Fireworks must have been expected at this year's Barrick Gold annual meeting of shareholders on April 24.
Inside and out, police and security lined the Metro Toronto Convention Centre. Many more shareholders came out for this important annual meeting than ever before - so many, in fact, that some were left outside.
"Bad times bring out more people," quipped Peter Munk, the octogenarian company founder who arrived in his signature fedora.
But while there were no full-on pyrotechnics, the annual check-in was far from business as usual.
It's been bad times indeed for the 30-year-old Canadian gold company, which has seen its share price drop almost 50% since the beginning of this year. And now its crown jewel, the Pascua Lama mine on the border of Chile and Argentina, has had its budget rise from $3 to $8.5 billion and faces more delays on its start date, pushed to early 2014 from mid-2013 thanks to a court injunction for possible environmental violations.
If spirits were low inside the venue, outside the mood was buoyant. Activists cheerfully propped up a monster puppet of Munk with a Pinocchio nose to illustrate their view of the company's claims to social responsibility and drew attention to Barrick's incursions on indigenous land and its reaction to alleged gang rapes and abuses by company security in Papua New Guinea.
The meeting begins with Barrick CEO Jamie Sokalsky's opening statement. "It's been a tough year and a challenging year for Barrick. We faced some significant challenges, some out of our control, some within our control," he says with masterful understatement.
Seated in the front row are the board of directions, a who's who of international movers and shakers, from former PM Brian Mulroney to Venezuelan media mogul Gustavo Cisneros and economist and anti-foreign-aid theorist Dambisa Moyo, who does not look impressed.
There is no mistaking the general amazement at chairman Munk's candid mea culpa. "We shot ourselves through the foot," he tells the room. "We could have stayed put in [a] great financial position [and] not started Pascua Lama, not started Pueblo Viejo [in the Dominican Republic]."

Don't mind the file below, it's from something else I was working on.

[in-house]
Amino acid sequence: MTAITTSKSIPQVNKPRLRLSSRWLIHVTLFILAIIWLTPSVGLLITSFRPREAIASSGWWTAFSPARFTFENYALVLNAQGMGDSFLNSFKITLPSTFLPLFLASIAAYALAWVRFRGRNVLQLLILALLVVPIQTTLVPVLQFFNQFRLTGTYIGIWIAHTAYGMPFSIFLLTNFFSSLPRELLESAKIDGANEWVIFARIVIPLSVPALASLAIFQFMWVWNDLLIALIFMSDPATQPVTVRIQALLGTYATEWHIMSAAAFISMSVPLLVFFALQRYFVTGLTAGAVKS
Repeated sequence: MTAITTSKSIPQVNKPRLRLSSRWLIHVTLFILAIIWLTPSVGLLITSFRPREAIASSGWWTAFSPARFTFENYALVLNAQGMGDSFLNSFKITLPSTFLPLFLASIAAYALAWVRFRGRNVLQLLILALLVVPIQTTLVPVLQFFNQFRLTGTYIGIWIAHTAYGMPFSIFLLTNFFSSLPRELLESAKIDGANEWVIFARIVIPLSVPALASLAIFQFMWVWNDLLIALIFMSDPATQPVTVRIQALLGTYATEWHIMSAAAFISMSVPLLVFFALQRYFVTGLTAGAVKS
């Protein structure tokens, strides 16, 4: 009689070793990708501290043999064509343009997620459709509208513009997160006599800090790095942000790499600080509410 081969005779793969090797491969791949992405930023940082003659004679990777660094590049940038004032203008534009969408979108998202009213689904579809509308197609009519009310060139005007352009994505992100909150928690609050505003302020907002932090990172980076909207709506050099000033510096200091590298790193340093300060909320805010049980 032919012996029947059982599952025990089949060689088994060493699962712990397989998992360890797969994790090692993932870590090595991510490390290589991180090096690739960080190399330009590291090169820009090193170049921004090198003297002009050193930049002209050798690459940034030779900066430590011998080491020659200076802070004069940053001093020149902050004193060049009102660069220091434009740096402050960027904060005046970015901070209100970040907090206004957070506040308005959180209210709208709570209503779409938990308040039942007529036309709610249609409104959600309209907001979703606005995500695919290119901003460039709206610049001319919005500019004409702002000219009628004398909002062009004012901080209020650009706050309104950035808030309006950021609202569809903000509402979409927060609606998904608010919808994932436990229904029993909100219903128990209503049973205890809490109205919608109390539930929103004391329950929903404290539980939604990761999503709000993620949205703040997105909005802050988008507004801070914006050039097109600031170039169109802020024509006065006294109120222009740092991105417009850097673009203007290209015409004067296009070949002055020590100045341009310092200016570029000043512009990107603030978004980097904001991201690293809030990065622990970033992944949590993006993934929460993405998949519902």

Without these projects, he says, "I think your treasury would be $10 billion, $15 billion."
The problem he identifies is that countries like the Dominican Republic, Argentina and Chile that once welcomed his company with open arms are now paralyzing projects. The culprit is an "enormously altered public perception of environmental concern, NGOs, human rights, water quality, air quality, et cetera. Gold is under attack. This is the essence of this enormously, rapidly growing resource nationalism."
But, alas, despite acknowledged errors and obvious investor worries, there is no major shareholder rebellion here, and the board's slate of officers is voted in unanimously.
The only overt conflict occurs over a $17 million payoff, including a signing bonus of $11.9 mil, to Barrick co-chair John Thornton. Pension fund reps and other investors are so vexed by it that they defeat a resolution outlining Munk's method for rewarding executives.
One Quebec shareholder, Philippe Bélanger from the RRSE (Regroupement pour la Responsabilité Sociale des Entreprises), tells NOW he's stunned by Munk's self-criticism. "This was the first time I have ever heard a chair say, ‘We made a mistake to begin this project,'" he says.
Bélanger has been tracking the Pascua Lama project and made several recommendations in both 2005 and 08 for an independent study on the risks to the water and the glaciers. "What we said back then at the AGM about the risks has now materialized," he says.
All the confessions are music to the ears of Sakura Saunders, editor of Protest Barrick. The company "should never have gone to these remote areas of the world; no one forced them, and it ended up being a bad decision. When I hear Peter Munk speak, I know we are winning."